Lawyers for the department told US District Court Judge James E. Boasberg on Monday that they anticipate processing and releasing the first batch of these new emails in mid-October, raising the prospect that new messages sent or received by the Democratic presidential nominee could become public just before November's election.
Boasberg is overseeing production of the emails as part of a federal public-records lawsuit filed by the conservative legal advocacy group Judicial Watch.
Representing the State Department, Justice Department lawyer Lisa Olson told the judge that officials do not yet know what portion of the emails is work-related, rather than personal.
Clinton, who was secretary of state from 2009 to 2013, had claimed that she deleted only personal emails prior to returning over 55,000 pages of her work-related messages to the State Department last year. The department has publicly released most of those work-related emails, although some have been withheld because they contain information considered sensitive to national security.
The thousands of previously undisclosed Clinton emails obtained by the FBI came from the accounts of other people she communicated with or were recovered through the bureau's forensic examination of her old server.
Campaign spokesman Brian Fallon reiterated Monday that Clinton provided all the work-related emails she had "in her possession" when the State Department asked for copies in 2014.
"We are not sure what additional materials the Justice Department may have located, but if the State Department determines any of them to be work-related, then obviously we support those documents being released publicly as well," Fallon said.
Republicans are pressing to keep the issue of Clinton's email use alive after the FBI closed its investigation last month without recommending criminal charges. GOP presidential nominee Donald Trump routinely criticizes Clinton for her handling of emails containing classified information.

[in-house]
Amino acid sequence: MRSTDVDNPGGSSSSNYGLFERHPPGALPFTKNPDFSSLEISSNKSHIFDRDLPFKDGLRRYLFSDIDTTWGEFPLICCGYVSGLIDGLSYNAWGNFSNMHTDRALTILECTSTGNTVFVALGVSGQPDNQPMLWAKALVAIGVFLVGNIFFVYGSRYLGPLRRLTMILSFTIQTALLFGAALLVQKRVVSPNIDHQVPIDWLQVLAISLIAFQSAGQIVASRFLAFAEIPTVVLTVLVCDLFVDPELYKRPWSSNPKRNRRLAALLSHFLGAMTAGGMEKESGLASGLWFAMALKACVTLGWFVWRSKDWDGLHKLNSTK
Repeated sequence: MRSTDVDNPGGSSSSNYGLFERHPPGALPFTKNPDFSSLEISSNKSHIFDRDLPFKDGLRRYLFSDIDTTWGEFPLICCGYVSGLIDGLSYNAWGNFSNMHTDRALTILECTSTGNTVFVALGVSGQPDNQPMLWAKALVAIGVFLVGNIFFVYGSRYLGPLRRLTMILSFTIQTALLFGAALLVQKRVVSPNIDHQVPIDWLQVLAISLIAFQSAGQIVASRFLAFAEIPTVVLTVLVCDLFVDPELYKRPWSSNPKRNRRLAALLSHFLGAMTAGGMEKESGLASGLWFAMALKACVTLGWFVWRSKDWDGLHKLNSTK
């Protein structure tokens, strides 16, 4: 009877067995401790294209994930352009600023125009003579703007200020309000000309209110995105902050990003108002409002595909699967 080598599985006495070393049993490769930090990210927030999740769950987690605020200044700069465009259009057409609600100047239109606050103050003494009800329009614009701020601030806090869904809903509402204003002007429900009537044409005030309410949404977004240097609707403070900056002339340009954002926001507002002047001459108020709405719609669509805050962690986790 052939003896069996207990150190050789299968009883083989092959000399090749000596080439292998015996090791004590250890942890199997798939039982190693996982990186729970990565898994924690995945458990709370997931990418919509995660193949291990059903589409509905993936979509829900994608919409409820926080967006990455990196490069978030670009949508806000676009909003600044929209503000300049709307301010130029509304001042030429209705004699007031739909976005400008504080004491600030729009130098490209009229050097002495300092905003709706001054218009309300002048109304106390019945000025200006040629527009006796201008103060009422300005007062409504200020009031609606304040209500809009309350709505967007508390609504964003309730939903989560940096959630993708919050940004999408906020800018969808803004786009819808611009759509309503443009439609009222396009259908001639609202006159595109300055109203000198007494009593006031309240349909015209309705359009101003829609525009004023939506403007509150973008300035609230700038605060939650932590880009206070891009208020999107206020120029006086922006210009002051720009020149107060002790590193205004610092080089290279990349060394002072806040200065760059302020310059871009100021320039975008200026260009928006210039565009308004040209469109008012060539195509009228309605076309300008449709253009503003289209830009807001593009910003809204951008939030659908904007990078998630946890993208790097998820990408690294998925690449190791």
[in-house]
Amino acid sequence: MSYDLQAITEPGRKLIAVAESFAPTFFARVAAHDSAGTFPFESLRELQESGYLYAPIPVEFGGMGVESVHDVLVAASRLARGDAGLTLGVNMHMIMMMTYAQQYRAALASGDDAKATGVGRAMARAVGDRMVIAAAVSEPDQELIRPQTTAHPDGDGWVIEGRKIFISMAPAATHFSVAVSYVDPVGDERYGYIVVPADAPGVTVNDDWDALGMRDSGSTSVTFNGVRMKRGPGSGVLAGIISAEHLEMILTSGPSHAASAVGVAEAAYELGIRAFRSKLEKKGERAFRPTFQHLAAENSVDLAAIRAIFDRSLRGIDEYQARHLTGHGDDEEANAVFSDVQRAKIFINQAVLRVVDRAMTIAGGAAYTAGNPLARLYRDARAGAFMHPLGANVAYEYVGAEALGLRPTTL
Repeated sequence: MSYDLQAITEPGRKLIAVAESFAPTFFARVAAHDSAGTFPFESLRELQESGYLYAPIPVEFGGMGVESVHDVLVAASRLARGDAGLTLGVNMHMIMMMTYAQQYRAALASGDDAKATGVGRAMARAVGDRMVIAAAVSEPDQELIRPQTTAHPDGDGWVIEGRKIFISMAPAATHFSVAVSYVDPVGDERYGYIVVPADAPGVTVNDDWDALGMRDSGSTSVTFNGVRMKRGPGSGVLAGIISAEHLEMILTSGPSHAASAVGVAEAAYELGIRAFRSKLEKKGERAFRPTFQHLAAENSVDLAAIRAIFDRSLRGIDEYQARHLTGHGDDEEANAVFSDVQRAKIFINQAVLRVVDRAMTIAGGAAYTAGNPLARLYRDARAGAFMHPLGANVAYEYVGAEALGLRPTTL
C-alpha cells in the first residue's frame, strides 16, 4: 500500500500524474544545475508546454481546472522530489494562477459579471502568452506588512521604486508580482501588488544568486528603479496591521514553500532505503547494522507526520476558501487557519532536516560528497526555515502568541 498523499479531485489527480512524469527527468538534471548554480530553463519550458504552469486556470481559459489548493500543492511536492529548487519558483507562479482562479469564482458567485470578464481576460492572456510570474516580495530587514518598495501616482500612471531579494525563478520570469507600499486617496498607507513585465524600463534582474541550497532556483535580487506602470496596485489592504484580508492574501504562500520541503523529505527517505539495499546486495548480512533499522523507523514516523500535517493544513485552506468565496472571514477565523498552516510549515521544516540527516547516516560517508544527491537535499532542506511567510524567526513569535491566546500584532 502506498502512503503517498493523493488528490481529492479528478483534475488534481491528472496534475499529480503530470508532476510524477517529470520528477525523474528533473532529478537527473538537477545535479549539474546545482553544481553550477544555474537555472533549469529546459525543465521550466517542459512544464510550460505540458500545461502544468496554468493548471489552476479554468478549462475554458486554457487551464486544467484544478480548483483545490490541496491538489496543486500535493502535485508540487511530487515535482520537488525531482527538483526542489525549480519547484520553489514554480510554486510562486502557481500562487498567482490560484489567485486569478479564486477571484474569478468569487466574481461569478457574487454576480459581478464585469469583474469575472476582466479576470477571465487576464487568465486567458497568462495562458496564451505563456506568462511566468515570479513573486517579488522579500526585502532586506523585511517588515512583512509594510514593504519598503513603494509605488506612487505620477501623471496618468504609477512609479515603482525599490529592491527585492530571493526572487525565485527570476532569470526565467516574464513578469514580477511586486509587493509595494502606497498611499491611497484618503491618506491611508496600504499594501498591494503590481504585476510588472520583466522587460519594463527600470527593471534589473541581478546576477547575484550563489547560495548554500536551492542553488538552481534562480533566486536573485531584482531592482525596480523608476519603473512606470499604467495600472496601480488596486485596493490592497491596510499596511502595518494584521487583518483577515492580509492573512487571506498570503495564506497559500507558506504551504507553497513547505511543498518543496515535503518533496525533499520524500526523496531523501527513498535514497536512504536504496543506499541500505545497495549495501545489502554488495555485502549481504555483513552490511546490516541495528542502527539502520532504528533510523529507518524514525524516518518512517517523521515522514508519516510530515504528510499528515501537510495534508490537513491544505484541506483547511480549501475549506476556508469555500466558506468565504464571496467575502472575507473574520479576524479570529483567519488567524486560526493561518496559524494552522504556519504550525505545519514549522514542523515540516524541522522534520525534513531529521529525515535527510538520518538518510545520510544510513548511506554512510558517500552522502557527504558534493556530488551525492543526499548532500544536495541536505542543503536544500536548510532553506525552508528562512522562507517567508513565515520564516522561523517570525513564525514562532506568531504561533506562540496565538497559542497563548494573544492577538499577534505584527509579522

In a separate development, Judicial Watch also released 20 previously undisclosed email exchanges involving Clinton that were turned over by her former Deputy Chief of Staff Huma Abedin.
Among them is a June 23, 2009 message to Abedin from Doug Band, a longtime aide to former President Bill Clinton who then was an official at the Clinton family's charitable foundation. Republicans charge that donors to the foundation, including foreign governments and corporations, got preferential treatment from the State Department while Hillary Clinton was secretary of state.
Band sought to arrange for the crown prince of Bahrain to meet with Hillary Clinton while the prince was visiting Washington. "Good friend of ours," Band wrote to Abedin, one of Clinton's closest aides.
Crown Prince Salman had, in 2005, made a $32 million commitment to the Clinton Global Initiative, a program run by the foundation.
In later emails Abedin confirmed that Clinton would meet with the prince. Copies of Clinton's calendar obtained confirm the meeting occurred in her State Department office on June 26, 2009.
In court on Monday, the State Department's lawyer said the department earlier this month received seven discs containing "tens of thousands" of emails Clinton sent or received during her tenure as the nation's top diplomat. The first disc, labeled by the FBI as containing non-classified emails not previously disclosed by Clinton, contains about 14,900 documents, Olson said. The second disc is labeled as emails containing classified information.
She said it was "extremely ambitious" for the agency to complete its review and begin releasing the first batches of emails to Judicial Watch by Oct. 14, given the volume of messages.
Judicial Watch lawyer Lauren Burke told Boasberg that the proposed schedule is too slow and pressed for faster release of the emails from the first disc. The judge ordered the department to focus on processing emails from the first disc and report back to him by September 22.
The emails released Monday by Judicial Watch also offer more detail about Clinton's meetings with Daniel Abraham—the SlimFast billionaire, founder of the Center for Middle East Peace and another Clinton Foundation donor.
Clinton met with Abraham on a day's notice in May 2009, the emails show. The calendars show the meeting was one of eight between Abraham and Clinton during her tenure as secretary, the most of any Clinton Foundation donor.
Abraham last year told AP that his discussions with Clinton were about Middle East policy, and one of the newly released emails show that the following month Abedin wrote that Abraham wanted to talk with Clinton about Israel.